First came American Horror Story: Murder House, the retroactively low-key portrait of a spooky house and the generations of familial dysfunction at war under its haunted roof. Then came American Horror Story: Asylum, a sugar-blasted opium nightmare set in a crazy house dungeon filled with Nazis, nuns, mutants, resurrected girls impregnated by Evan Peters, Satan, aliens, serial killers, and the severed arm of Adam Levine. Last year saw the dawn of American Horror Story: Coven, a swirling tidal wave of unrepressed bitchery that spent half its running time killing off half its cast twice.
And now comes American Horror Story: Give Sarah Paulson An Emmy, the thrilling tale of an actress nominated three years in a row for a Miniseries/Movie acting trophy. One imagines American Horror Story co-creators Ryan Murphy and Brad Falchuck spitballing about how best to demonstrate the prodigious talents of an actress who spent half of last season playing a freaking blind person. “What if we made her play two conjoined twins?” is probably something Murphy or Falchuck suggested around 3 a.m.–a notion which immediately went up on the Idea Whiteboard. (Other stray bits from that Idea Whiteboard: “Sarah Paulson plays a British person who solves mysteries.” “Sarah Paulson plays Vampire Cleopatra.” “Sarah Paulson plays Maggie Smith playing Temple Grandin.” “Sarah Paulson=Abraham Lincoln?”)
Paulson’s double-star turn as Bette and Dot Tattler provided the entryway and the primary showcase for the debut of the fourth iteration: American Horror Story: Freak Show. The year is 1952; the place is Jupiter, a fairly typical small town in Florida with a typical-for-Florida assortment of deviant serial killers and explorative sexual norms. Bill Palmer the Milkman swung by the old Tattler place to deliver the milk, which is what milkmen did before the Milkman Industry totally sold out to the internet or whatever. Problem: His last delivery was still there on the front doorstep. Second problem: Mrs. Tattler was dead. Third problem: There was some… thing… hiding upstairs.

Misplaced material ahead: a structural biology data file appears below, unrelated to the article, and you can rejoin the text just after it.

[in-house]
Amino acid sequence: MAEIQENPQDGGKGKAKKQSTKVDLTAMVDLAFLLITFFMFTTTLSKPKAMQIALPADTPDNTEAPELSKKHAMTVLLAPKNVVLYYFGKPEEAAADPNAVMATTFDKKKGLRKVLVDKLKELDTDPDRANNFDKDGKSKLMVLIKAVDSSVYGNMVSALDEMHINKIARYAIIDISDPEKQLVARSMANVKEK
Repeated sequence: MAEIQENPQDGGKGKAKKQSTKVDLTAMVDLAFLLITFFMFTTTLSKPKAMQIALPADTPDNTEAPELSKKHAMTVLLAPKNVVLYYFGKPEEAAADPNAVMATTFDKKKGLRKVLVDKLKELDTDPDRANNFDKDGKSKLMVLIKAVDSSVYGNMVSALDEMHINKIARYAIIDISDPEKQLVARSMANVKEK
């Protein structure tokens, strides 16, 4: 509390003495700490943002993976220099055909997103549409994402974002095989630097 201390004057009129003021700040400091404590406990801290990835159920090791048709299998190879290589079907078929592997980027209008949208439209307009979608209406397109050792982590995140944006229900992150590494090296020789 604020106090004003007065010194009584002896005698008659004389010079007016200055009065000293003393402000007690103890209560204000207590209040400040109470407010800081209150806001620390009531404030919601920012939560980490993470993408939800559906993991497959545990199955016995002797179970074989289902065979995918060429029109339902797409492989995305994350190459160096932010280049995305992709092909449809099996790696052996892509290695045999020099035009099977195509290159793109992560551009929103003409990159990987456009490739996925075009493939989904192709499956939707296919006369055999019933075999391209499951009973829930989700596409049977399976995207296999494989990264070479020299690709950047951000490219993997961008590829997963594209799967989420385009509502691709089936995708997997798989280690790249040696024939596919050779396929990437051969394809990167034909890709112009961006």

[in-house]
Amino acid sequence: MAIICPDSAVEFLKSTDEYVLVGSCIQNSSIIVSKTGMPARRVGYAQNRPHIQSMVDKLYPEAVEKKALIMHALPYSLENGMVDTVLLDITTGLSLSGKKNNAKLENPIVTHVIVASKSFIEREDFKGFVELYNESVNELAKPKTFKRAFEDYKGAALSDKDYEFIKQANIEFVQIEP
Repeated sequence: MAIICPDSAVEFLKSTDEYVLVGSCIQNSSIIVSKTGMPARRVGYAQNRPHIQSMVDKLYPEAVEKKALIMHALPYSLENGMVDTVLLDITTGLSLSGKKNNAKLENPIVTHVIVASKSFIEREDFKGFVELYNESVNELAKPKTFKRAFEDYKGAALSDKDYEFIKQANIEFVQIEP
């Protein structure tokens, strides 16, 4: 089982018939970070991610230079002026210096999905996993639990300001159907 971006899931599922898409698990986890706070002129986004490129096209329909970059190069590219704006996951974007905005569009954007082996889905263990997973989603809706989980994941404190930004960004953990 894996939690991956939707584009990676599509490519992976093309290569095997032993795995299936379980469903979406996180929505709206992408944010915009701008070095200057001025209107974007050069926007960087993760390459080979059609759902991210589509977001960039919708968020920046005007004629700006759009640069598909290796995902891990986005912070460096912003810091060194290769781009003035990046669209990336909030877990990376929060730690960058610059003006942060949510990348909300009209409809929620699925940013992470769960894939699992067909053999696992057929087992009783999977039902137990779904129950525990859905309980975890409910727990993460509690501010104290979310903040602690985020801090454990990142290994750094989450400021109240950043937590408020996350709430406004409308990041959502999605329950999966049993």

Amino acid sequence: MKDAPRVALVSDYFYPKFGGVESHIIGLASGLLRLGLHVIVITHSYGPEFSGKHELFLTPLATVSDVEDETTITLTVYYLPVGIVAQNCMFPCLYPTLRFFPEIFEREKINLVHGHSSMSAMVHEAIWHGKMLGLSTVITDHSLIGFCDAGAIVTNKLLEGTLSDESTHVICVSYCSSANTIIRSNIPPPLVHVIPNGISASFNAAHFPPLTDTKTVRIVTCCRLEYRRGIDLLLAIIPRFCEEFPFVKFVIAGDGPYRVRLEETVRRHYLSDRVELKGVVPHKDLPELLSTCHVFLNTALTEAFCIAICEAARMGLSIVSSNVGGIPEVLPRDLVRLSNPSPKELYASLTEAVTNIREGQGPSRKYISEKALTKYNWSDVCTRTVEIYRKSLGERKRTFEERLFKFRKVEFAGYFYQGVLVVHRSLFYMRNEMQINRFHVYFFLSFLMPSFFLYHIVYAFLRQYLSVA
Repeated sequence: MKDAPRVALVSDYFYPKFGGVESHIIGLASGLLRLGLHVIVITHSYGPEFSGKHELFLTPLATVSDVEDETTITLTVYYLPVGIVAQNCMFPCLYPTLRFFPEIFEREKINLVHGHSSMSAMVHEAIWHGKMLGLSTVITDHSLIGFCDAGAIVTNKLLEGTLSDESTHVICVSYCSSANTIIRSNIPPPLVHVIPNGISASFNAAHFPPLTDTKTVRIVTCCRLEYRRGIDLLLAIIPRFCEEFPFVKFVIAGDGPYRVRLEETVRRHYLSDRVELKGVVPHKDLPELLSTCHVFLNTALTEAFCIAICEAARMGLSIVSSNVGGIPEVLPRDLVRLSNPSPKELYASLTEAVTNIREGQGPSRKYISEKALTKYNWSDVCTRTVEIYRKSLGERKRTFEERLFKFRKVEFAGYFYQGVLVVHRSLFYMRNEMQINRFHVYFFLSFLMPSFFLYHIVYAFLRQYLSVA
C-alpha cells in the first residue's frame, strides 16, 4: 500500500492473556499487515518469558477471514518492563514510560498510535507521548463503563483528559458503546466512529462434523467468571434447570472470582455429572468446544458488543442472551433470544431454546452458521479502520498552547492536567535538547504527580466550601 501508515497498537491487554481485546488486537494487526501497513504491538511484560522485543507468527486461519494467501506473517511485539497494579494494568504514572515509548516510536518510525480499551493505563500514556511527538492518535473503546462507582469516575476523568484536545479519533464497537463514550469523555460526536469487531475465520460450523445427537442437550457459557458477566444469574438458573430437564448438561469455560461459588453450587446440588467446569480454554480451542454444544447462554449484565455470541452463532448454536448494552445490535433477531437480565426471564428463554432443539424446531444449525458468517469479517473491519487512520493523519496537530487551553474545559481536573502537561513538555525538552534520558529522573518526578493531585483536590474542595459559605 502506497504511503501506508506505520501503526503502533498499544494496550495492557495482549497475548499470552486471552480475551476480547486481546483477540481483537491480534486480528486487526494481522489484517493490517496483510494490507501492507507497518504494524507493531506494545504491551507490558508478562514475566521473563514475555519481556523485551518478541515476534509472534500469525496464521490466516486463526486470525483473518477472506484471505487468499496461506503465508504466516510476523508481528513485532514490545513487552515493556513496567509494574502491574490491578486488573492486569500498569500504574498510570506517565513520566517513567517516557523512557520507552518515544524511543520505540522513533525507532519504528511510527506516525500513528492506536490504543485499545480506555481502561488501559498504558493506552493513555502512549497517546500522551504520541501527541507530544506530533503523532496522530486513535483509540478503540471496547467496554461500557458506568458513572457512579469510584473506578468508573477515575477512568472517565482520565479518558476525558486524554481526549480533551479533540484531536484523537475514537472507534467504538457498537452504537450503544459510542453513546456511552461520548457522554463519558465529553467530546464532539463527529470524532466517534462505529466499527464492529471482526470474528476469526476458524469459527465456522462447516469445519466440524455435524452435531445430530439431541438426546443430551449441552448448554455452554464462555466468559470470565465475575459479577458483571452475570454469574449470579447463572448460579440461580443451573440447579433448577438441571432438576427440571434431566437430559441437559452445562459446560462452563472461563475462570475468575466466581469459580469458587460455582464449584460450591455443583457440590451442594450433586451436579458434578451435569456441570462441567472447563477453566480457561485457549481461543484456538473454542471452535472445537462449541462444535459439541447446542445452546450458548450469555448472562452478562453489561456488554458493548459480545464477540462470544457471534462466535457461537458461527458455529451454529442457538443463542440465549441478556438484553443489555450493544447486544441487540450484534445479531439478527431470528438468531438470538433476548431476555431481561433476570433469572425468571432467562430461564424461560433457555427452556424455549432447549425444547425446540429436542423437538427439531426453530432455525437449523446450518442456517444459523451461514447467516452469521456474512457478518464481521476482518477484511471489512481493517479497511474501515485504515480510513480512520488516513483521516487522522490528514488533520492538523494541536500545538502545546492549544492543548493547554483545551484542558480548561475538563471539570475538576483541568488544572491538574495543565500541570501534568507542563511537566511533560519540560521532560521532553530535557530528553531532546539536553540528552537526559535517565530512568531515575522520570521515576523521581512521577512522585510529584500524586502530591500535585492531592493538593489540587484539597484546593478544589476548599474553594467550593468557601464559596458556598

Said “thing” has four lungs, two hearts, a shared circulatory system, and two very different heads. Dot is tough, skeptical, uptight, judgmental, protective; Bette is sweet, joyful, innocent, maybe a bit loopy, certainly a bit too trusting. We got to know the sisters when they got to know their first visitor. Elsa Mars: The high diva of the freak show circuit, with a voice like Marlene Dietrich pretending to be Marilyn Monroe. Elsa Mars: The Final Variation of Jessica Lange, the actress who stole the first season of American Horror Story right out from under its nominal stars, before becoming the bruised heart and nefarious soul of Asylum and Coven. Like, if every season of American Horror Story takes place in the same universe, then Jessica Lange is God and the Devil and the Big Bang and whatever happens on the far end of time when time collapses into a flat circle. (ASIDE: This season would appear to prove quite definitively that it is a universe, unless Pepper exists in all alternate realities simultaneously. END OF ASIDE.)
Elsa comes on strong. She convinced a local candy striper to let her in to see Bette and Dot. (Said candy striper was played by Grace Gummer, whose Coven iteration led a headstrong batch of witch-feminists in an act of murderous gender vengeance against the Axeman.) Dot had her guard up; Bette was happy to make a new friend. (ASIDE: I apologize in advance if I confuse the two twins at some point. Can you blame me? They share the same circulatory system! END OF ASIDE.) Bette asked Elsa about Betty Grable; Elsa assured Betty that she was the spitting image of Jean Arthur. The twins communicated telepathically; when Bette smoked a cigarette, the smoke came out of Dot’s mouth.
Because this is American Horror Story, talk immediately turned to matters of the flesh. “Has anyone tasted your cherry pie?” asked Elsa. Free-spirited Bette talked about touching herself, but when that happens, Dot closes her eyes and pretends she doesn’t feel anything. “I think she’s lying. I think she likes it,” said Bette. “Oh, shut your disgusting mouth, you slut!” yelled Dot. You could say that the two sisters represent the two very different sides of the 1950s: the veneer of gentility, the repressed chaos lurking underneath. It’s like seeing the mid-20th century culture war, taking place entirely in one two-headed body. Sarah Paulson, everyone!
NEXT: Meanwhile, in Clownville